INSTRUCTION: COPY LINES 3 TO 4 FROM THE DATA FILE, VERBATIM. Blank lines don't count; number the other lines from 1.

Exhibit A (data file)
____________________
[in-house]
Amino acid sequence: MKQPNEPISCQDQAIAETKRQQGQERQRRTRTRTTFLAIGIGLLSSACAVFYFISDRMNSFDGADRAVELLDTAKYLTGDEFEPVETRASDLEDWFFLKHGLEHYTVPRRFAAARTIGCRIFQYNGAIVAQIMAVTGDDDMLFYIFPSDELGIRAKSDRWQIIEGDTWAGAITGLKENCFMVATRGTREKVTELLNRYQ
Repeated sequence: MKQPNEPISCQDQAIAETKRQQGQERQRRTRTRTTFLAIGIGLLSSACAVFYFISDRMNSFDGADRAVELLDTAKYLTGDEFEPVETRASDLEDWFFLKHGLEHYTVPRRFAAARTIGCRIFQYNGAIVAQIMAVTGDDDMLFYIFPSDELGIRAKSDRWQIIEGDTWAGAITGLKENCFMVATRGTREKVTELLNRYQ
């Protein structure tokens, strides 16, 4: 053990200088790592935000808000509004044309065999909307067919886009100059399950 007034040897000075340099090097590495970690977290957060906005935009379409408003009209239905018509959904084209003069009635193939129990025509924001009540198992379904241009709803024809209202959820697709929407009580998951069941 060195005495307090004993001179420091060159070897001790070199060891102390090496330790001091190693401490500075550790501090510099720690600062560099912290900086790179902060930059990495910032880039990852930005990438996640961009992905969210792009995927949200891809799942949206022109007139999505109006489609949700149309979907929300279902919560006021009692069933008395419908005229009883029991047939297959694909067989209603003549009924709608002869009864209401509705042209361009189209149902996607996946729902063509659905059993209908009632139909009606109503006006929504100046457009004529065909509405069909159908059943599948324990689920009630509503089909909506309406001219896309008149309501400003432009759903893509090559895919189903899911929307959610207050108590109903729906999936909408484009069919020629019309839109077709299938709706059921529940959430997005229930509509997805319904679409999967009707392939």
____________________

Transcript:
Repeated sequence: MKQPNEPISCQDQAIAETKRQQGQERQRRTRTRTTFLAIGIGLLSSACAVFYFISDRMNSFDGADRAVELLDTAKYLTGDEFEPVETRASDLEDWFFLKHGLEHYTVPRRFAAARTIGCRIFQYNGAIVAQIMAVTGDDDMLFYIFPSDELGIRAKSDRWQIIEGDTWAGAITGLKENCFMVATRGTREKVTELLNRYQ
């Protein structure tokens, strides 16, 4: 053990200088790592935000808000509004044309065999909307067919886009100059399950 007034040897000075340099090097590495970690977290957060906005935009379409408003009209239905018509959904084209003069009635193939129990025509924001009540198992379904241009709803024809209202959820697709929407009580998951069941 060195005495307090004993001179420091060159070897001790070199060891102390090496330790001091190693401490500075550790501090510099720690600062560099912290900086790179902060930059990495910032880039990852930005990438996640961009992905969210792009995927949200891809799942949206022109007139999505109006489609949700149309979907929300279902919560006021009692069933008395419908005229009883029991047939297959694909067989209603003549009924709608002869009864209401509705042209361009189209149902996607996946729902063509659905059993209908009632139909009606109503006006929504100046457009004529065909509405069909159908059943599948324990689920009630509503089909909506309406001219896309008149309501400003432009759903893509090559895919189903899911929307959610207050108590109903729906999936909408484009069919020629019309839109077709299938709706059921529940959430997005229930509509997805319904679409999967009707392939």